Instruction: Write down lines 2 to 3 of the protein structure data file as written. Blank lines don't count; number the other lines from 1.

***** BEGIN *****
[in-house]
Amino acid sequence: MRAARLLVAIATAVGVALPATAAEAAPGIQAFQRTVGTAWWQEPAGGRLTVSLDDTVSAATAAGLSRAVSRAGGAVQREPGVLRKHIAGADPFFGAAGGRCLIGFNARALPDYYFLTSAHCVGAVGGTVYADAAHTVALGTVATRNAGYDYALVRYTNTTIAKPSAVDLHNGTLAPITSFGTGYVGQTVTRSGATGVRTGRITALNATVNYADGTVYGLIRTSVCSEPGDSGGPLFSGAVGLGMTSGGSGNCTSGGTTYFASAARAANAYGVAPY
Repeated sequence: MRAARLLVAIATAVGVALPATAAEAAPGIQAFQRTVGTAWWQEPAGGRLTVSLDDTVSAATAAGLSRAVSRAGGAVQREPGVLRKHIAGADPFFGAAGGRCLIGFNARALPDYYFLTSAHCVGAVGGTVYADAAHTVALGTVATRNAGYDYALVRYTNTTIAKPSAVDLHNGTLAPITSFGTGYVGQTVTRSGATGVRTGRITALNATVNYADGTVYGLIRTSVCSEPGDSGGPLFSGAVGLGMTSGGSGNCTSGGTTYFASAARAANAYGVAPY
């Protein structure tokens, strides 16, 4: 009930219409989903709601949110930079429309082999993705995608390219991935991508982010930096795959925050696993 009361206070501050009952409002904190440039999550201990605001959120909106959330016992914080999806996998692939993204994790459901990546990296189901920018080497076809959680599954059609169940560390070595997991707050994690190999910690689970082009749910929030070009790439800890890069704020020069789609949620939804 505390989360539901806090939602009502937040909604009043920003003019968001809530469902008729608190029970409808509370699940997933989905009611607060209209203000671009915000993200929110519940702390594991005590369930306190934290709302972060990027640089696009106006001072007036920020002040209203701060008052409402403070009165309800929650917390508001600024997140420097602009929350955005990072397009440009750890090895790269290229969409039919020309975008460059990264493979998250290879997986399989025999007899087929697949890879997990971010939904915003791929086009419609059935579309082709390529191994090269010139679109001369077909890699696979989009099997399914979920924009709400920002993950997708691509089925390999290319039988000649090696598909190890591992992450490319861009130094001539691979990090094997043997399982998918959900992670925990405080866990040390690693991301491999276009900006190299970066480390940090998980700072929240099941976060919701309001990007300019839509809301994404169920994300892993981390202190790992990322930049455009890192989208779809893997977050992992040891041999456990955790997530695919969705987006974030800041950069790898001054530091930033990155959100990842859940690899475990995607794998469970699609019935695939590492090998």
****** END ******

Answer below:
Amino acid sequence: MRAARLLVAIATAVGVALPATAAEAAPGIQAFQRTVGTAWWQEPAGGRLTVSLDDTVSAATAAGLSRAVSRAGGAVQREPGVLRKHIAGADPFFGAAGGRCLIGFNARALPDYYFLTSAHCVGAVGGTVYADAAHTVALGTVATRNAGYDYALVRYTNTTIAKPSAVDLHNGTLAPITSFGTGYVGQTVTRSGATGVRTGRITALNATVNYADGTVYGLIRTSVCSEPGDSGGPLFSGAVGLGMTSGGSGNCTSGGTTYFASAARAANAYGVAPY
Repeated sequence: MRAARLLVAIATAVGVALPATAAEAAPGIQAFQRTVGTAWWQEPAGGRLTVSLDDTVSAATAAGLSRAVSRAGGAVQREPGVLRKHIAGADPFFGAAGGRCLIGFNARALPDYYFLTSAHCVGAVGGTVYADAAHTVALGTVATRNAGYDYALVRYTNTTIAKPSAVDLHNGTLAPITSFGTGYVGQTVTRSGATGVRTGRITALNATVNYADGTVYGLIRTSVCSEPGDSGGPLFSGAVGLGMTSGGSGNCTSGGTTYFASAARAANAYGVAPY